Kitekite Falls (also called Kitakita Falls) is a scenic 3-tiered waterfall near Auckland, New Zealand. The falls drop a total of 40 metres (130 ft). From the lookout on Kitekite track the falls appear even higher because there is white water running over rocks into a small pool from the upper swimming hole, then falling down into a large pool, then falling to a small pool before beginning an almost vertical descent in the final 3-tiers, making the total height closer to 80 metres (260 ft).They are located on the Glen Esk stream near Piha Beach.
Kitekite Falls walk
From the carpark at the end of Glenesk Road, directions are clearly signposted. A well formed loop track, used by around 30,000 people a year (2005),follows the Glen Esk Stream with minor undulations (on the south side) up to a lookout where you find a huge Macrocarpa bench seat to rest on and admire the view. The bench seat was made by offenders doing community work (2005). The track then descends down wooden steps to the base of the falls (40 minutes from the carpark). The track then crosses the stream next to the lower swimming hole and returns down the north side. However, instead of going down again, a walker can climb a reasonably steep track (the Connect Track) which begins about 100m from the base of the falls on the northern side of the stream. It takes about 15 minutes to get to the top of the falls. There is a good swimming hole at the top although the water is cool. From this high vantage point there are great views down the valley.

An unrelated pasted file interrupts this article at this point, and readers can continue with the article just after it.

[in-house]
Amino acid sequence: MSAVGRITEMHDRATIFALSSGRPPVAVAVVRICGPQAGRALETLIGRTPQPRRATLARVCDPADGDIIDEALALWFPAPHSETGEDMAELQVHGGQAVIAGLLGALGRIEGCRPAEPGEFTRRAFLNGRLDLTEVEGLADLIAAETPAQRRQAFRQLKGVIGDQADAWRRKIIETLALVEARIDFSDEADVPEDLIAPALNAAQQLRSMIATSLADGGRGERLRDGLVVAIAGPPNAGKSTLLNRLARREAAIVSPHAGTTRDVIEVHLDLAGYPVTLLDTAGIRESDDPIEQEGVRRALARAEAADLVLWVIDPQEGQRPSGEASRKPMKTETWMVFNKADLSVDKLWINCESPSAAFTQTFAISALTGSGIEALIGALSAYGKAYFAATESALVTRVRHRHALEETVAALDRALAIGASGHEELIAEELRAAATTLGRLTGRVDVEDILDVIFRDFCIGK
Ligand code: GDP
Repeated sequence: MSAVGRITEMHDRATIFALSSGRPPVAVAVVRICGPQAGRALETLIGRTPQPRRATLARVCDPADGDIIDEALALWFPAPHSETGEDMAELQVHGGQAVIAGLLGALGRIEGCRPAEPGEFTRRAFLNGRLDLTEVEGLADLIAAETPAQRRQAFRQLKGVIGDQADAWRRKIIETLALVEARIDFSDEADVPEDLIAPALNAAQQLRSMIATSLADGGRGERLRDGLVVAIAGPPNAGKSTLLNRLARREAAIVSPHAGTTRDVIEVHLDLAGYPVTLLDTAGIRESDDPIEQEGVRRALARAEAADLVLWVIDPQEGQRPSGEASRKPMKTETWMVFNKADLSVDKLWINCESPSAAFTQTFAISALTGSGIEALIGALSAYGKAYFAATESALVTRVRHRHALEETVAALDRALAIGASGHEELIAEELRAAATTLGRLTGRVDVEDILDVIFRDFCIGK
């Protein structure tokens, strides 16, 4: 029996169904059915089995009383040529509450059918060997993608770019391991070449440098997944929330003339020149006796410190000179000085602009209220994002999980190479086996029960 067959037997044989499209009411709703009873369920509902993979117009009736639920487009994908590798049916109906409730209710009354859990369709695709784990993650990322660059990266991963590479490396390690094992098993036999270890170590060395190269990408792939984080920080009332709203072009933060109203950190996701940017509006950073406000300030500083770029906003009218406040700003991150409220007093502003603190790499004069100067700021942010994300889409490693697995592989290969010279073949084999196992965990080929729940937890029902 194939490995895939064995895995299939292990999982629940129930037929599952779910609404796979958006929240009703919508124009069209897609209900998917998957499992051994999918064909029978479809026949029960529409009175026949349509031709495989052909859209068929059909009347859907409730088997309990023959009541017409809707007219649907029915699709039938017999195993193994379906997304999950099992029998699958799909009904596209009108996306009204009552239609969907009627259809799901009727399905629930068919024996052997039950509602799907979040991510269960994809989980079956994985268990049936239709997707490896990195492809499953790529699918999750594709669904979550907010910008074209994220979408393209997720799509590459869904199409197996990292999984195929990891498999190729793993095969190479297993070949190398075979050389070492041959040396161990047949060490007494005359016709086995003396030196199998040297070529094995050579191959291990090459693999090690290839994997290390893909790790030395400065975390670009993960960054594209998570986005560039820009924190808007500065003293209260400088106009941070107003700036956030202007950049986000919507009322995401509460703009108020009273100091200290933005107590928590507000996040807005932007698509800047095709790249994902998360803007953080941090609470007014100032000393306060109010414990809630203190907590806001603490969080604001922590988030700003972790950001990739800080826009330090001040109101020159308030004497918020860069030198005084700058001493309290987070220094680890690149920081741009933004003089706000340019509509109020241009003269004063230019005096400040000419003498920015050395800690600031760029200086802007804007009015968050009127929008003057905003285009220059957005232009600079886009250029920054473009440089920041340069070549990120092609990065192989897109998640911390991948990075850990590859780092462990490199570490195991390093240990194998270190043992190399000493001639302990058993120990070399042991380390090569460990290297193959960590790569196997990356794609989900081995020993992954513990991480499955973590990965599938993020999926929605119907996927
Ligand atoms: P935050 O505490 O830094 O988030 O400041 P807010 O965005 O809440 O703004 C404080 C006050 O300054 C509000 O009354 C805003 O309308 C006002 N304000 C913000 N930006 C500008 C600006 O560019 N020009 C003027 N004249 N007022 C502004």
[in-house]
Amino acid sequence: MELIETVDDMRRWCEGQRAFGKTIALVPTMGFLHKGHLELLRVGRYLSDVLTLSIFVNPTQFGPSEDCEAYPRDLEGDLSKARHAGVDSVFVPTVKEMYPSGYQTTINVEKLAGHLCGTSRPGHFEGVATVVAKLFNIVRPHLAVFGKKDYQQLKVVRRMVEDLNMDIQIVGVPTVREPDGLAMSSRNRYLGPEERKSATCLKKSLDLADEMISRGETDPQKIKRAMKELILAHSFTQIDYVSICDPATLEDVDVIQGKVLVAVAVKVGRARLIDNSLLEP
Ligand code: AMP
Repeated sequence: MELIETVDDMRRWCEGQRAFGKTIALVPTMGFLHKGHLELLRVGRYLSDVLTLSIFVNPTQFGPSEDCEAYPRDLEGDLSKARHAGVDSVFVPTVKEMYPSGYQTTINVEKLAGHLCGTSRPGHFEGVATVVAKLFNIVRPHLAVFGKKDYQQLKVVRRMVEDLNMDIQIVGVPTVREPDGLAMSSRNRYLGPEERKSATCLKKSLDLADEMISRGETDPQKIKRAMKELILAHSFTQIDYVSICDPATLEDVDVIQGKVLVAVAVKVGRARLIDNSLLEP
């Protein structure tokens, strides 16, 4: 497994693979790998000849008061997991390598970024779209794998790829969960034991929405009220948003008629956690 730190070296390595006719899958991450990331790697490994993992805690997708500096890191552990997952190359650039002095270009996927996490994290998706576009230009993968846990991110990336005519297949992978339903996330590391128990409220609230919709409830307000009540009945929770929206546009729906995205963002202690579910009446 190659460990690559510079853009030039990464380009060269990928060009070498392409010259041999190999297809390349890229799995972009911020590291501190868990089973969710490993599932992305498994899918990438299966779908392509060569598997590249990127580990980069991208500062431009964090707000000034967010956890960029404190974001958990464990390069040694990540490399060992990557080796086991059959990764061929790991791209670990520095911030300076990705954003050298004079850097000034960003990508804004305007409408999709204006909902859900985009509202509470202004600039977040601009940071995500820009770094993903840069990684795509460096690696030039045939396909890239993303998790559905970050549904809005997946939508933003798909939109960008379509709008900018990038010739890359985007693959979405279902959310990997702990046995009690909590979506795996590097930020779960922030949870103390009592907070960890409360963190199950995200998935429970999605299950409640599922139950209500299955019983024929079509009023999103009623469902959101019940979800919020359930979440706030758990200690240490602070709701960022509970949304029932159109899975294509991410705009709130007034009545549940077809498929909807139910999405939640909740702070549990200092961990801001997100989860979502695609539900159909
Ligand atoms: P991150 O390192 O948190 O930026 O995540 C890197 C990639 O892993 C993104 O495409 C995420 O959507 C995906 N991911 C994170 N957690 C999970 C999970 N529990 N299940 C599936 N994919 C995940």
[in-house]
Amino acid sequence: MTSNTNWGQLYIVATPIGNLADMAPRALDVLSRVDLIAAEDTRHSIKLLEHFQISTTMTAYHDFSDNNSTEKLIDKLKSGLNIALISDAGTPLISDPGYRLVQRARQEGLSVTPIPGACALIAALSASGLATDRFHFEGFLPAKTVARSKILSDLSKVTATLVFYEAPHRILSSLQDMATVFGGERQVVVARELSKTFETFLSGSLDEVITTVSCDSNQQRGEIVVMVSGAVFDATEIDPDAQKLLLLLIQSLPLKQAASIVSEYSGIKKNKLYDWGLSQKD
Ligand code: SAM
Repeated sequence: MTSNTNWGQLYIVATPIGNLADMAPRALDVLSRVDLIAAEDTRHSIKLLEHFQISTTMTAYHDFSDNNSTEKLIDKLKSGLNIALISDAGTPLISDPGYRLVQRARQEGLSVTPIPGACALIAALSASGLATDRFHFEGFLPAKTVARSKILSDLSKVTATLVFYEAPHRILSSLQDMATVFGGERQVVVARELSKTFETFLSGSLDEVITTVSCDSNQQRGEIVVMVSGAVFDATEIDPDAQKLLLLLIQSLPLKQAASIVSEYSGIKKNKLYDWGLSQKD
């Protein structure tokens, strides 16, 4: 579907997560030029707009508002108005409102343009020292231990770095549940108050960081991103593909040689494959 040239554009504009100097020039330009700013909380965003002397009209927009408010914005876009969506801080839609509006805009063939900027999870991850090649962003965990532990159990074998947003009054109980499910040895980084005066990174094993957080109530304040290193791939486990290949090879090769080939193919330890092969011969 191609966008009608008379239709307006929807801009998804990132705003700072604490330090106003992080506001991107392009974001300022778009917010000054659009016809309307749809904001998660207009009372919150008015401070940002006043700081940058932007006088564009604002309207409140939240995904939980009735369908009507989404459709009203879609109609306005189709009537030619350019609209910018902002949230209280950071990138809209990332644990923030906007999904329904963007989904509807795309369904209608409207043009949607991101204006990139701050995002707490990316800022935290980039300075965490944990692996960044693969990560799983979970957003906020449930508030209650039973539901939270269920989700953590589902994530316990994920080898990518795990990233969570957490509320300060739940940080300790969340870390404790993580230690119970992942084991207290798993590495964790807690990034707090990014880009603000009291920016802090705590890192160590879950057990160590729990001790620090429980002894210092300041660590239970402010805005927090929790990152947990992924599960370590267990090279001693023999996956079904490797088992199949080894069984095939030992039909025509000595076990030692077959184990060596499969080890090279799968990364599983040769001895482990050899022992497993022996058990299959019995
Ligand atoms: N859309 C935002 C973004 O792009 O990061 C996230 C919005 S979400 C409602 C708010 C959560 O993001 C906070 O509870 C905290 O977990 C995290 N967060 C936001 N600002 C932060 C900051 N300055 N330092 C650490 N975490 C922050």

The area was milled for kauri from 1910-1921 until milling stopped. All the mature trees in the area were cut down. At the top of the falls, it is clear to see the notches in the rocks (rectangular cutouts for large pieces of wood to rest in). This was the location of the Glen Esk dam. The first attempt to drive logs down the falls resulted in their destruction on the rocks below and the dam was thereafter only used to flush the logs waiting in the stream below down to the mill. The remains of the heavy beams used can still be found in the stream today although they tend to move from time to time. In 2007 a beam fell, broke and half of it wedged itself into rocks at the base of the three tiered falls.
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|Elevation||0 feet (asl)|
|BY THE NUMBERS|
|Total Height||245 feet||75 meters|
|Tallest Drop||98 feet||30 meters|
|Num of Drops|
|Stream||Glen Esk Stream|
|Avg. High Volume||(0 months)|
|Avg. Low Volume||(12 months)|